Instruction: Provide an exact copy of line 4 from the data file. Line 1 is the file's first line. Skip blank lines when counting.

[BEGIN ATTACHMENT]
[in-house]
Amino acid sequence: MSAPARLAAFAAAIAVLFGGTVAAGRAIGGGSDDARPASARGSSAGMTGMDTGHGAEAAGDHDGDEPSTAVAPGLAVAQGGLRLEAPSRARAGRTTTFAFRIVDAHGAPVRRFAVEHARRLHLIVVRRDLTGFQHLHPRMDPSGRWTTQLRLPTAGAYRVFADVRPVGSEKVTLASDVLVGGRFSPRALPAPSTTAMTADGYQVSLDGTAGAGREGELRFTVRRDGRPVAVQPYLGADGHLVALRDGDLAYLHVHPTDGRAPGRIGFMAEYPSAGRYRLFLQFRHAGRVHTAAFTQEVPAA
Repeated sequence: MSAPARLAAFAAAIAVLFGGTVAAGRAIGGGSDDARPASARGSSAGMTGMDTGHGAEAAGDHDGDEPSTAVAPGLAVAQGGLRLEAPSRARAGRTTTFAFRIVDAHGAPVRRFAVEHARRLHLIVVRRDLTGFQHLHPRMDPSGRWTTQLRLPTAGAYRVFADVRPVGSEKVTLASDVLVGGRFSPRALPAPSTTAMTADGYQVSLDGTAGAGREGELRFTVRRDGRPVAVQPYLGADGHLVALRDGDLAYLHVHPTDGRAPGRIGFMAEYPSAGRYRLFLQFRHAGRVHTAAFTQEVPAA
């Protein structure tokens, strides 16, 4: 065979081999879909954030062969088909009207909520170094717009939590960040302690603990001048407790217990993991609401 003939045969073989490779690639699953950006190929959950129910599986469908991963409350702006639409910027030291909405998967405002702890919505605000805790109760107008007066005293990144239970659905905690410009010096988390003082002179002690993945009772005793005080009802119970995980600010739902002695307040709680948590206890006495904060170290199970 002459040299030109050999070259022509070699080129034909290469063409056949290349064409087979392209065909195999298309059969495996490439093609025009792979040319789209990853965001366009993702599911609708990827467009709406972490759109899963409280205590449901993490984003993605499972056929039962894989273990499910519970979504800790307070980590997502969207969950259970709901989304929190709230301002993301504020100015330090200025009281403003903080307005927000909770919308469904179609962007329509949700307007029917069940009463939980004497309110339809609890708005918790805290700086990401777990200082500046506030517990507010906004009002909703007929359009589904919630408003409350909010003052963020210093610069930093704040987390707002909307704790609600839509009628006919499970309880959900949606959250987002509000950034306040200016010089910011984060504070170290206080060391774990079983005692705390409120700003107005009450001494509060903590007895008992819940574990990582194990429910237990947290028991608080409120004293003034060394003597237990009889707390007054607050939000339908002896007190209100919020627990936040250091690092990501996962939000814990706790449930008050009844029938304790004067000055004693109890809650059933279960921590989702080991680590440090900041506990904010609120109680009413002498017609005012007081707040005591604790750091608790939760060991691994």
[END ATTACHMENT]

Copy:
């Protein structure tokens, strides 16, 4: 065979081999879909954030062969088909009207909520170094717009939590960040302690603990001048407790217990993991609401 003939045969073989490779690639699953950006190929959950129910599986469908991963409350702006639409910027030291909405998967405002702890919505605000805790109760107008007066005293990144239970659905905690410009010096988390003082002179002690993945009772005793005080009802119970995980600010739902002695307040709680948590206890006495904060170290199970 002459040299030109050999070259022509070699080129034909290469063409056949290349064409087979392209065909195999298309059969495996490439093609025009792979040319789209990853965001366009993702599911609708990827467009709406972490759109899963409280205590449901993490984003993605499972056929039962894989273990499910519970979504800790307070980590997502969207969950259970709901989304929190709230301002993301504020100015330090200025009281403003903080307005927000909770919308469904179609962007329509949700307007029917069940009463939980004497309110339809609890708005918790805290700086990401777990200082500046506030517990507010906004009002909703007929359009589904919630408003409350909010003052963020210093610069930093704040987390707002909307704790609600839509009628006919499970309880959900949606959250987002509000950034306040200016010089910011984060504070170290206080060391774990079983005692705390409120700003107005009450001494509060903590007895008992819940574990990582194990429910237990947290028991608080409120004293003034060394003597237990009889707390007054607050939000339908002896007190209100919020627990936040250091690092990501996962939000814990706790449930008050009844029938304790004067000055004693109890809650059933279960921590989702080991680590440090900041506990904010609120109680009413002498017609005012007081707040005591604790750091608790939760060991691994």